A delegation of Swiss parliamentarians and party officials are taking part in a meeting in Brazil, set up as an alternative to the World Economic Forum summit in Davos.This content was published on January 25, 2001 - 08:12
The gathering has been organised to examine alternative answers to the issues being discussed in Davos. Entitled the World Social Forum, the four main themes of the conference are "the production of wealth, access to wealth, boosting the influence of civil society, and political and ethical power for a new society".
The meeting, in the Brazilian city of Porto Alegre, has been organised by a number of non-governmental organisations (NGOs), as well as the Brazilian Workers party and two Brazilian universities.
The Swiss delegation is made up of eight politicians from French-speaking Switzerland, including six members of parliament and two officials from the green and socialist parties. The Swiss NGO, E-Changer, is sponsoring their trip.
For the Swiss team, the World Social Forum offers an opportunity to protest against economic policies they oppose, and to put an emphasis on social solutions to economic problems.
Pierre Yves-Maillard, a member of parliament from the Swiss socialist party, told swissinfo that he is going to Brazil to challenge, what he calls "the neo-liberal and ultra-liberal policies" being promoted at Davos.
"I think it's time now not only to protest," he said, "but also to build a network between the people who think the world is not following the right path and to build concrete solutions for poor populations."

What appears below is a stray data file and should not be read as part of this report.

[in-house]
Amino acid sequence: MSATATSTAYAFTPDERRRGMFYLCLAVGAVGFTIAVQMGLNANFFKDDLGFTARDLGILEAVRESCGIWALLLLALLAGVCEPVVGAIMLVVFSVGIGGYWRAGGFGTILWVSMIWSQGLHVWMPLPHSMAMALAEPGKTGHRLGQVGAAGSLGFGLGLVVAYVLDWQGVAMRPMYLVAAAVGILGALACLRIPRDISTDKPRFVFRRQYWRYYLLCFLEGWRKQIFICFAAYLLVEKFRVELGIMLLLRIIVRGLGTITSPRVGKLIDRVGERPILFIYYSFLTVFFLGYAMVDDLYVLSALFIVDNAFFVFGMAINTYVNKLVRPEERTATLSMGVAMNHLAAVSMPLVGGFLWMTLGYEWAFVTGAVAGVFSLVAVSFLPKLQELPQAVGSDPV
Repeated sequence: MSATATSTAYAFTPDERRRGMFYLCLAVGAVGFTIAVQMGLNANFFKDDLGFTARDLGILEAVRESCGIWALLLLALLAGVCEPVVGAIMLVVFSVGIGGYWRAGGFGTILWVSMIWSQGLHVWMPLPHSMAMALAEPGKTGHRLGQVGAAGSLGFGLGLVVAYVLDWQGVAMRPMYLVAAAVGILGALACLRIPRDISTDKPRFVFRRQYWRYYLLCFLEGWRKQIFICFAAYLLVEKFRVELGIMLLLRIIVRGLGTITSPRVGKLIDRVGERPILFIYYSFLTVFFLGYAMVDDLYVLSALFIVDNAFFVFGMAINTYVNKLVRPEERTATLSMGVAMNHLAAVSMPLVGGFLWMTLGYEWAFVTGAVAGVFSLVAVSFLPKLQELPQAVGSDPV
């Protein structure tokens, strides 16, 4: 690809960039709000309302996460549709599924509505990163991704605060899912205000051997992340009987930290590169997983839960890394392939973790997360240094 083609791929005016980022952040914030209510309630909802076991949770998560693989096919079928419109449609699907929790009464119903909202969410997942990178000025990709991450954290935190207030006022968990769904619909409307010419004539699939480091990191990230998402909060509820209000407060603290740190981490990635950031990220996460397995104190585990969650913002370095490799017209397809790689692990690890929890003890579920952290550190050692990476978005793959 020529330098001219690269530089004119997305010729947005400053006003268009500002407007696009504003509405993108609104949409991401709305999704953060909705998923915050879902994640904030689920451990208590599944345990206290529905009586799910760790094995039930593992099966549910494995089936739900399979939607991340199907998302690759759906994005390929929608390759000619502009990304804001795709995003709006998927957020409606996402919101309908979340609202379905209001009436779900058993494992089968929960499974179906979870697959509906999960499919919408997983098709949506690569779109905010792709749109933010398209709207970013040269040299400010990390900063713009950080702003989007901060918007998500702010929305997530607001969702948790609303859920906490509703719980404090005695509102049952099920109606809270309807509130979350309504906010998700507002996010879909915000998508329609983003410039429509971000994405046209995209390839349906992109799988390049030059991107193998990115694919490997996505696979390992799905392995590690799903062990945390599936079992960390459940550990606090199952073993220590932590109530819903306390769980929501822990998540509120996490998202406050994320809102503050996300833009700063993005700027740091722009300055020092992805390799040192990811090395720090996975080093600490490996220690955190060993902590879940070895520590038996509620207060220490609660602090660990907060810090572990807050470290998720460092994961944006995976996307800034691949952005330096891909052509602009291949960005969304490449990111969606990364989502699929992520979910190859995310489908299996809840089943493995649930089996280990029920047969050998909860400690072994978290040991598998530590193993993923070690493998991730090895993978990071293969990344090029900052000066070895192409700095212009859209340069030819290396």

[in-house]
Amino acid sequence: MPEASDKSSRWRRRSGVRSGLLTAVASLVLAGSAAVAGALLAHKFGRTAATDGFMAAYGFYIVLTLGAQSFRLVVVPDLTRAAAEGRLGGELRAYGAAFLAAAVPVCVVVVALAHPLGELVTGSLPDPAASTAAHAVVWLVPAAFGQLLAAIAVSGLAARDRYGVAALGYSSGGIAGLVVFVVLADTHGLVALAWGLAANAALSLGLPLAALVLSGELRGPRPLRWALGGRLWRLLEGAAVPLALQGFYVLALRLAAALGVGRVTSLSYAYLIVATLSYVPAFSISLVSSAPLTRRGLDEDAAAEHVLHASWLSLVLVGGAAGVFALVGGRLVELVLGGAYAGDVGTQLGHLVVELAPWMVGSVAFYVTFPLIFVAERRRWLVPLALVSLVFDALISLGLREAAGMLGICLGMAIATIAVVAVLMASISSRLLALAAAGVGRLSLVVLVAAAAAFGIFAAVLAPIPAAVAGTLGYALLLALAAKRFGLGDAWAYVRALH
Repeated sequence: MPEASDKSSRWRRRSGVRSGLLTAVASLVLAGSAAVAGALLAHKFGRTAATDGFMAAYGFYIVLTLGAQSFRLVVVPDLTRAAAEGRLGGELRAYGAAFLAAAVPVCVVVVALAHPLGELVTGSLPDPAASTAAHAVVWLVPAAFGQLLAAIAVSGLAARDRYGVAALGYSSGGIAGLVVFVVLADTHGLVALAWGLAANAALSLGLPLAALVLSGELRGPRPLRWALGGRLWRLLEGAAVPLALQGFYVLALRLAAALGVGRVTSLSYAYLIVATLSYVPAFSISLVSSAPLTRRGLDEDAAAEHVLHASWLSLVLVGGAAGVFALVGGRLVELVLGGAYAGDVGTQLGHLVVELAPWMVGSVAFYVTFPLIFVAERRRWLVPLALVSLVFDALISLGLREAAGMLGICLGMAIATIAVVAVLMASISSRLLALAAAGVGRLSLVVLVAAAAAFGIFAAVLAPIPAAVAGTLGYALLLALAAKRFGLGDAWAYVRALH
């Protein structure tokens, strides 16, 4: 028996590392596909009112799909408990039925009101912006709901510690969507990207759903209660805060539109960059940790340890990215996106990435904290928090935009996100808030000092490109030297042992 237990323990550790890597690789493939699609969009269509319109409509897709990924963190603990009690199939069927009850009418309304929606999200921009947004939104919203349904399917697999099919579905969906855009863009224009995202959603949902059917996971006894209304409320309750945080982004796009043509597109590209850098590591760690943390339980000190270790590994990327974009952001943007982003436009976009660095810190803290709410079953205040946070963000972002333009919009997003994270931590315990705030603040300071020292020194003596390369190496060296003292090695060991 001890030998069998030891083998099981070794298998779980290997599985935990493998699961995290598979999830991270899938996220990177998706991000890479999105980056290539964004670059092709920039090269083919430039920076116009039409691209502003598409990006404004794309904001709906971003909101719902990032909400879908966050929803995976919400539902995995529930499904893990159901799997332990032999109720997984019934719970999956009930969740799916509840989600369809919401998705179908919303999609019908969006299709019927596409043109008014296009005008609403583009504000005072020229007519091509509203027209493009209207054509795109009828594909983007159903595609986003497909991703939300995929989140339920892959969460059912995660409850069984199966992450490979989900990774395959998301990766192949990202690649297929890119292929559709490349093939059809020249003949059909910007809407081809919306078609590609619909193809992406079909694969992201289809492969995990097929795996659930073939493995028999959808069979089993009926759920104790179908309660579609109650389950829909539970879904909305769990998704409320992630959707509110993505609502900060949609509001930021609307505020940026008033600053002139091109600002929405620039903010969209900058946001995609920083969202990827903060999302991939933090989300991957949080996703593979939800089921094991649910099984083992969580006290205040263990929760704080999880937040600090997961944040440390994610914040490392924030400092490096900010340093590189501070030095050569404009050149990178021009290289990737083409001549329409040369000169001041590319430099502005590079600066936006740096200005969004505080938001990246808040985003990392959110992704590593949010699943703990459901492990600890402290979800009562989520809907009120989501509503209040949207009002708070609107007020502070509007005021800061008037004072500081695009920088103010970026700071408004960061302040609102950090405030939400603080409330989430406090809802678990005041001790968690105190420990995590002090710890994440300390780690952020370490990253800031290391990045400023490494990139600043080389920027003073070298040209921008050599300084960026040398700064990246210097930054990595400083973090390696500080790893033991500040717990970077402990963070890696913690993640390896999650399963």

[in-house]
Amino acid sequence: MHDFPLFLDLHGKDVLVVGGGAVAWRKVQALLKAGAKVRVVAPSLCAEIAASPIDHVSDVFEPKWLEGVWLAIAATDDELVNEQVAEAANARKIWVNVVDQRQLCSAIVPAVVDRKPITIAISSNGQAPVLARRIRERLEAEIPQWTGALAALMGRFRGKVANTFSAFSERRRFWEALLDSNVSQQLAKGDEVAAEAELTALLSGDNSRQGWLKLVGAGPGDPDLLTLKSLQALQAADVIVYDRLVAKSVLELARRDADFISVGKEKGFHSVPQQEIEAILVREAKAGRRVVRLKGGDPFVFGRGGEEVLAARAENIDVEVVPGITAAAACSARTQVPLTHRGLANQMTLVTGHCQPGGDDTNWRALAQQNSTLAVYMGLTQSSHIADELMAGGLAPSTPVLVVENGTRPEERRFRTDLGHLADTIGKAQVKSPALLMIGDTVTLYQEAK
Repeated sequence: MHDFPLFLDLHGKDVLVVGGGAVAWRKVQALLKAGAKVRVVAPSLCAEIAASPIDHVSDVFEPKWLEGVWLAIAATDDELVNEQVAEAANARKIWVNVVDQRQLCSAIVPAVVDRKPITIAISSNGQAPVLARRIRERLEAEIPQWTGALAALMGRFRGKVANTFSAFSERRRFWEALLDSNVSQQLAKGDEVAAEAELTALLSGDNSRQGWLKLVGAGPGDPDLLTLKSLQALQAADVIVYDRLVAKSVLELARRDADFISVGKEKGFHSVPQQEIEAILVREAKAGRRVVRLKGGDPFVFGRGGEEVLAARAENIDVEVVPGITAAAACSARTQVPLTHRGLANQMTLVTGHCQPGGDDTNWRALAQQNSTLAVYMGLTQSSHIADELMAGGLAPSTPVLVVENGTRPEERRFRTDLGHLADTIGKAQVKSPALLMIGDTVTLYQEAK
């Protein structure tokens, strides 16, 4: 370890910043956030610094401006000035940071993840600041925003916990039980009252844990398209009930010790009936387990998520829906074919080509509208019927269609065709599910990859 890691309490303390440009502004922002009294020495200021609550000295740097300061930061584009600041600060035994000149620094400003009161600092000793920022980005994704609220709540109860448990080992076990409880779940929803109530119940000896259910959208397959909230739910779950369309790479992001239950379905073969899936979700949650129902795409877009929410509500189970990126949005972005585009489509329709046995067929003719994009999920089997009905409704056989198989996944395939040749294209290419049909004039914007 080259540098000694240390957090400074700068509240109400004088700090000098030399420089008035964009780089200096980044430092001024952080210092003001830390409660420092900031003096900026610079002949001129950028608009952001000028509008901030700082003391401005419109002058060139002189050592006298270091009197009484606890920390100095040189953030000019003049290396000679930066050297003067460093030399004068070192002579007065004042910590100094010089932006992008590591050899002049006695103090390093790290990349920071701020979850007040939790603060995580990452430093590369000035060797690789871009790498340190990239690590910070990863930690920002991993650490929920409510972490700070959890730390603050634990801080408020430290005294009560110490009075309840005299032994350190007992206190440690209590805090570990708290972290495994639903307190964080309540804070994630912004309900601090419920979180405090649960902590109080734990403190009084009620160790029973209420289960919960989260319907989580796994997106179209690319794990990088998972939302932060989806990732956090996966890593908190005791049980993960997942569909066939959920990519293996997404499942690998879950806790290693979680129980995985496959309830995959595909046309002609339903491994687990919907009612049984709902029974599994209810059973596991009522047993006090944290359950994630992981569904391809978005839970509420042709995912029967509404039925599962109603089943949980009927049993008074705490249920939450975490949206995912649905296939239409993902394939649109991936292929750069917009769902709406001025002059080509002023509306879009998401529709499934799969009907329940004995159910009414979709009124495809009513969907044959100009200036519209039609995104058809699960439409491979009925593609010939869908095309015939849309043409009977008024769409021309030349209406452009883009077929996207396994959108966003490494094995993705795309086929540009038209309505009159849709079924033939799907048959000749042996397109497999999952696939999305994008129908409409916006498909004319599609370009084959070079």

The group, who left Switzerland on Saturday, was also scheduled to meet with Swiss volunteers working near Sao Paolo.
Thérèse Meyer, a member of parliament from the Christian Democratic party, told swissinfo she has nothing against the meeting in Davos. Rather, she hopes to gain a new perspective on the issues confronting the world's developing nations.
"I am not going to protest against Davos," she said. "But because I feel that as members of parliament, we should also look at other social realities, in order to take better decisions as lawmakers."
The conference organisers say they expect some 10,000 people to participate, including representatives from 900 NGO's. They also hope that international personalities like the French anti-capitalist campaigner, José Bové, and the former South African president, Nelson Mandela, will be in attendance.
The organisers plan to present the propositions, being discussed at the conference, to the International Monetary Fund and the World Bank in April.
by Anna Nelson
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